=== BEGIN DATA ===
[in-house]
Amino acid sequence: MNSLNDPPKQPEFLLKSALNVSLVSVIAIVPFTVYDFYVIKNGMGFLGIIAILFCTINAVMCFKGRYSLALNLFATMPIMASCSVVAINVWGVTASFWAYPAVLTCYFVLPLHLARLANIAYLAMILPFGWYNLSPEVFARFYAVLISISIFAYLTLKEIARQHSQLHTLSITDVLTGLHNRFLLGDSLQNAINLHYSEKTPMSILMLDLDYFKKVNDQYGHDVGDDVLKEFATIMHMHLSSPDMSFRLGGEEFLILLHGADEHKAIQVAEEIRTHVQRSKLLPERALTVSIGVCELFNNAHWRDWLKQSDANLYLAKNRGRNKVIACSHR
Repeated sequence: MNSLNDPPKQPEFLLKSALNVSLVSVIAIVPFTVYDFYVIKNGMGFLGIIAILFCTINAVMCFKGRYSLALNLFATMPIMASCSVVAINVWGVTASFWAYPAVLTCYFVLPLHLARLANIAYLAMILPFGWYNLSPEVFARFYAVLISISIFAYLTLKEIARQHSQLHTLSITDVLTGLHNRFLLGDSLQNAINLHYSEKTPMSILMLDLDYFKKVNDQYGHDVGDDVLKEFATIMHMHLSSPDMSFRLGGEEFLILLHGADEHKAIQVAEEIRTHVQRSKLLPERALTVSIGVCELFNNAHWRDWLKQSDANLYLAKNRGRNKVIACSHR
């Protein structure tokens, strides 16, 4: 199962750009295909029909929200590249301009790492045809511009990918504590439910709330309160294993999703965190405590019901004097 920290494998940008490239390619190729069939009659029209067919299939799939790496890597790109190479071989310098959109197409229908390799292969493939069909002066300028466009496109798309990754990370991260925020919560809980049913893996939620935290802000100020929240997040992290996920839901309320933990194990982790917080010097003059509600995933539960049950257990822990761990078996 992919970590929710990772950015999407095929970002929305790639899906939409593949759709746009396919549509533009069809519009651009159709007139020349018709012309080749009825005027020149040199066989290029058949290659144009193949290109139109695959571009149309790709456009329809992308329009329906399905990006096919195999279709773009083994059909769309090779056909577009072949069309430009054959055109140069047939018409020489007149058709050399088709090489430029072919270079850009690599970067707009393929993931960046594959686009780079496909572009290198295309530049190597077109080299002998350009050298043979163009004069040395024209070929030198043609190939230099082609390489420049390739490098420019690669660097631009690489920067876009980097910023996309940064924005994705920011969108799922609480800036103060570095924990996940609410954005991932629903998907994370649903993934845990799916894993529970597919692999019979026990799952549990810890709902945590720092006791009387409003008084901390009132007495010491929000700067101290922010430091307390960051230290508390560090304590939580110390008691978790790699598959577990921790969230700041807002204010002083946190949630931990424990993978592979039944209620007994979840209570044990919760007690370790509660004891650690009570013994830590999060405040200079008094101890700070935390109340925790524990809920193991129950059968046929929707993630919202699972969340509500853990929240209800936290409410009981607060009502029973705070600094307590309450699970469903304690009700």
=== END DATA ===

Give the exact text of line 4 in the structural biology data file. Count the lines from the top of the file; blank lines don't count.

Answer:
């Protein structure tokens, strides 16, 4: 199962750009295909029909929200590249301009790492045809511009990918504590439910709330309160294993999703965190405590019901004097 920290494998940008490239390619190729069939009659029209067919299939799939790496890597790109190479071989310098959109197409229908390799292969493939069909002066300028466009496109798309990754990370991260925020919560809980049913893996939620935290802000100020929240997040992290996920839901309320933990194990982790917080010097003059509600995933539960049950257990822990761990078996 992919970590929710990772950015999407095929970002929305790639899906939409593949759709746009396919549509533009069809519009651009159709007139020349018709012309080749009825005027020149040199066989290029058949290659144009193949290109139109695959571009149309790709456009329809992308329009329906399905990006096919195999279709773009083994059909769309090779056909577009072949069309430009054959055109140069047939018409020489007149058709050399088709090489430029072919270079850009690599970067707009393929993931960046594959686009780079496909572009290198295309530049190597077109080299002998350009050298043979163009004069040395024209070929030198043609190939230099082609390489420049390739490098420019690669660097631009690489920067876009980097910023996309940064924005994705920011969108799922609480800036103060570095924990996940609410954005991932629903998907994370649903993934845990799916894993529970597919692999019979026990799952549990810890709902945590720092006791009387409003008084901390009132007495010491929000700067101290922010430091307390960051230290508390560090304590939580110390008691978790790699598959577990921790969230700041807002204010002083946190949630931990424990993978592979039944209620007994979840209570044990919760007690370790509660004891650690009570013994830590999060405040200079008094101890700070935390109340925790524990809920193991129950059968046929929707993630919202699972969340509500853990929240209800936290409410009981607060009502029973705070600094307590309450699970469903304690009700």